Fortunately for Cannon, his career has coincided with some of golf’s most iconic players, many of whom he has come to know personally.
Keeping in touch with Faldo, he became good friends with Ernie Els and got to know Greg Norman – a trio with 12 major wins between them – and had a front row seat to the peak of the Tiger Woods era at the turn of the century.
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Photographing Rory McIlroy and newly crowned US Open champion Matt Fitzpatrick since they were amateurs, he has had the joy of following their journeys from the grassroots to lifting some of golf’s biggest titles.
Yet one name stands above all others: Seve Ballesteros. “Never meet your heroes,” the adage goes, but Cannon not only had the joy of snapping his all-time sporting idol, he also became a close friend.
A portrait of the legendary Spaniard captured near his home in Pedreña in 1996 remains one of Cannon’s most beloved pictures. And his shots of the five-time major champion’s iconic fist pump celebration at St. Andrews en route to a 1984 Open win are some of the most enduring images of Ballesteros, who died from brain cancer in 2011.
“It’s probably the most defining picture of my career,” Cannon said. “Of a moment, that’s my favorite.”
When Cannon took that photo, his 36-exposure camera afforded him just 25 pictures to choose from the whole sequence. Today, he would have five more pictures to choose from in a single second. Yet while technology has changed dramatically, the principles of sports photography have not.
Cannon was reminded of one of these guiding rules when – caddying for his professional golfer son Chris – he overanalyzed a swing from three holes earlier.
“‘Dad, that’s one thing you’ve got to learn, there’s a 10 second rule in golf,’” Cannon recalls his son saying. “’Ten seconds after you’ve hit the shot, you cannot get it back, you can’t do anything about it, you’ve got to put it out of your mind.’
“That rule works exactly the same in photography. If you miss it, you can’t go back and get it. If you’re at a sporting event, it’s never going to happen again. I find that quite a useful rule.”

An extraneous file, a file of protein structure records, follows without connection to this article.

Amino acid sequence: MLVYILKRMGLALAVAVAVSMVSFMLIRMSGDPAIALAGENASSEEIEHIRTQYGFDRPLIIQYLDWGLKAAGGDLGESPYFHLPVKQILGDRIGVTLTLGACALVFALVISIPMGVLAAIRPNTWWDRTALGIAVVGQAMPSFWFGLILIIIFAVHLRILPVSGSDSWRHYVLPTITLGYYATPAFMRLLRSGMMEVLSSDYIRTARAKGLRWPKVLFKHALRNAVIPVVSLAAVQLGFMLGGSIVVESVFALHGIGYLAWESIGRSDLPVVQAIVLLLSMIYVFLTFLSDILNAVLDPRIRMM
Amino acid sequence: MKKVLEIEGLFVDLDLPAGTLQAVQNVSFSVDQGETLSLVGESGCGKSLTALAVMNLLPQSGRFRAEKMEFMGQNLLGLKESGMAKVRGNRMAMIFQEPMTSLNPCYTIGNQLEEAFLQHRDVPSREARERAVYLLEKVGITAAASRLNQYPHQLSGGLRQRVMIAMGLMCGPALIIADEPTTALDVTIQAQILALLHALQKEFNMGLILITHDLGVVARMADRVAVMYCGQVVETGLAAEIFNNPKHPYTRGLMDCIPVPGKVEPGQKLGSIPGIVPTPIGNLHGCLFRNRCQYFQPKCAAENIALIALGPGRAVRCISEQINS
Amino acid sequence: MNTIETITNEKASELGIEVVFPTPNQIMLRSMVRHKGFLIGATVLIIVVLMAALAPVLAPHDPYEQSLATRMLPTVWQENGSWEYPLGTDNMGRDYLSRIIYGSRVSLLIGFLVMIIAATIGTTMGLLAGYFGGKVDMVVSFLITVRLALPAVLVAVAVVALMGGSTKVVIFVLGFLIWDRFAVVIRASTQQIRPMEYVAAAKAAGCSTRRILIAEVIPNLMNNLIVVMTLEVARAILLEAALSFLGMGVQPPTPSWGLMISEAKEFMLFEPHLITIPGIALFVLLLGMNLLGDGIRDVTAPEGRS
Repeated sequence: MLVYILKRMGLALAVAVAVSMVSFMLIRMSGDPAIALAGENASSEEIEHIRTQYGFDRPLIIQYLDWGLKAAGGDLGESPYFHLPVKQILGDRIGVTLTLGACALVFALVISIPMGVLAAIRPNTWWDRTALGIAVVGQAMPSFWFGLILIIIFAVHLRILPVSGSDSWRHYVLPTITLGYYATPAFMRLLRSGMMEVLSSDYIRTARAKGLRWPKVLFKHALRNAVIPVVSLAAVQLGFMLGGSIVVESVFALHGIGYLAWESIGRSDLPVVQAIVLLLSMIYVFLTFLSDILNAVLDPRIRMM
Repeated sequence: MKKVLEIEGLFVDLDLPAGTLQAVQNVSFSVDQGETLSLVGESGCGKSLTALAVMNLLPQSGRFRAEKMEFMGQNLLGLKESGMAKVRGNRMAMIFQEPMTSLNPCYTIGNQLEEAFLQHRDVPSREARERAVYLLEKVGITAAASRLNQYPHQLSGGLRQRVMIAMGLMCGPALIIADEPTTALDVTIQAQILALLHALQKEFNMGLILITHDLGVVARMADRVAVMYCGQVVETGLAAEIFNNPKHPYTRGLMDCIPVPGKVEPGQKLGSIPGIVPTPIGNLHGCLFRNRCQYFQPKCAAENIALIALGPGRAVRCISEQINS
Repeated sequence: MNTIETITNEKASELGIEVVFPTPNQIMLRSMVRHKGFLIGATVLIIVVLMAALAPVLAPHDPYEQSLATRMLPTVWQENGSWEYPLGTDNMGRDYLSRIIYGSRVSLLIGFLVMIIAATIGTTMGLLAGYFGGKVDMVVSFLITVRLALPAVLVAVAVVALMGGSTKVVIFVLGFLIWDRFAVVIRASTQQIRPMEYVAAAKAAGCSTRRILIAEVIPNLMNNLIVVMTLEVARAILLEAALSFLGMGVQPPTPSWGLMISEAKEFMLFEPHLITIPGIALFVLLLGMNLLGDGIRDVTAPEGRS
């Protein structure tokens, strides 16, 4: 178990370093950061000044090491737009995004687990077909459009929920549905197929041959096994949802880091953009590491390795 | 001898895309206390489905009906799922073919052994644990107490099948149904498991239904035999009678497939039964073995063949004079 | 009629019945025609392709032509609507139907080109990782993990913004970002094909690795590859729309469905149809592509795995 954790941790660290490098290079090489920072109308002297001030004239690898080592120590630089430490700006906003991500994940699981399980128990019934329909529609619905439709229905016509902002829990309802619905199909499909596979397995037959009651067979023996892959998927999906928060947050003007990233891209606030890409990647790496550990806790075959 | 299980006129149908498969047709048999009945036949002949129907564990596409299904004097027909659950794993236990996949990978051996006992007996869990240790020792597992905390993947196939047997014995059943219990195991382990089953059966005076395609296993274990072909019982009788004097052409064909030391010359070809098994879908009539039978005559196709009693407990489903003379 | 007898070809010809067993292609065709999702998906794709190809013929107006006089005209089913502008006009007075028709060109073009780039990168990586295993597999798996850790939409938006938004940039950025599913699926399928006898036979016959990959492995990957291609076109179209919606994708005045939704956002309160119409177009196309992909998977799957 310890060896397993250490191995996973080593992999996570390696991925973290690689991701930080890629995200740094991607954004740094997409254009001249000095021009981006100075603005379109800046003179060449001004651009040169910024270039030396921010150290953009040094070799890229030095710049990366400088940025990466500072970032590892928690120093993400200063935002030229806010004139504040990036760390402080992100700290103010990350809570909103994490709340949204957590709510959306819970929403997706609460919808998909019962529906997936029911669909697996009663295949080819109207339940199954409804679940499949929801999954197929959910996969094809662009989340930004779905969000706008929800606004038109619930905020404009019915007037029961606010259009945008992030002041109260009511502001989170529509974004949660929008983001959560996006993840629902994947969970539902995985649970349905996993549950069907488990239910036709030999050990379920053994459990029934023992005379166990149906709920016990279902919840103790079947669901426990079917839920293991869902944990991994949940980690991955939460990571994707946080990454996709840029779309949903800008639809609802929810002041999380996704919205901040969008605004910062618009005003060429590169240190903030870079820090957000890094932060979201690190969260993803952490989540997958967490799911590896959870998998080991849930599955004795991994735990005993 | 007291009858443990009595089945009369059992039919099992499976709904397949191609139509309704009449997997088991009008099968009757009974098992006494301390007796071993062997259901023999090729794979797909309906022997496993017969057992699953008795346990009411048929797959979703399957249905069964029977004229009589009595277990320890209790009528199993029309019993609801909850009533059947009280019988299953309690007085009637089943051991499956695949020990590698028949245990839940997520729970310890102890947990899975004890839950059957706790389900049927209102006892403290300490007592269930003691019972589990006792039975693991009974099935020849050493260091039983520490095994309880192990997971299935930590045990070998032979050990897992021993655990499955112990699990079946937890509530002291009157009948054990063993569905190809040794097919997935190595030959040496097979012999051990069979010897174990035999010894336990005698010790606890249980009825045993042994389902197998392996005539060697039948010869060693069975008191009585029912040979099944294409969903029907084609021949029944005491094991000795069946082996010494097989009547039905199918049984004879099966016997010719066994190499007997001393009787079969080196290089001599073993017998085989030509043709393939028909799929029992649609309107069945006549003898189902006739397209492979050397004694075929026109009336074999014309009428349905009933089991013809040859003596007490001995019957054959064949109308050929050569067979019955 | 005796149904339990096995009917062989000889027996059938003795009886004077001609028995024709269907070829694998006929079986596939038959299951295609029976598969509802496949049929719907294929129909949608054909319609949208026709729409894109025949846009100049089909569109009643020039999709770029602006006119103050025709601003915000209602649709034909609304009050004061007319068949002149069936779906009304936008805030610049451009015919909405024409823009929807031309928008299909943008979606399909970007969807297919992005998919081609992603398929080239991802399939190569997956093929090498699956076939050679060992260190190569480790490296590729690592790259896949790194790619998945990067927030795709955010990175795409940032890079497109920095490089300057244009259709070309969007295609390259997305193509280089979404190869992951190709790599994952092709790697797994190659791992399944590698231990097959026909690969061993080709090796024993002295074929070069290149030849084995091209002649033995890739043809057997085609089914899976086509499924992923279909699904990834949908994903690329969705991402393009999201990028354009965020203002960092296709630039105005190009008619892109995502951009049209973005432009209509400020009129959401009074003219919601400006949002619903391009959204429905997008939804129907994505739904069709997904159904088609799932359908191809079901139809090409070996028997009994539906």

One of the craft’s most important skills is to preemptively sense a story or moment and move to prepare accordingly. It’s easier said than done on courses spanning miles of fairway, with multiple games taking place at once, but the advice can offer great rewards.
These were reaped in abundance by Cannon at the Alfred Dunhill Cup in 1999 through his shot of basketball icon Michael Jordan and Spanish golfer Sergio Garcia engaged in a footrace across the St. Andrews fairways, once described as “the greatest golf photo of all time” in Golf Digest.
Overhearing Jordan and Garcia goading each other on the first tee, Cannon decided to stay out and track the duo past the third hole, the point at which the newspaper photographers – reluctant to trek any further from the clubhouse – decided to head back in.
“I heard Jordan say to Garcia, ‘Do you want a running race, boy?’” Cannon recalled.
“It was really good fun to follow them that day, and from that moment onwards, I walked a couple hundred yards ahead of them all the time.”
It is the sort of know-how that has kept Cannon at the top of his field for over four decades. Not bad for someone with no formal training.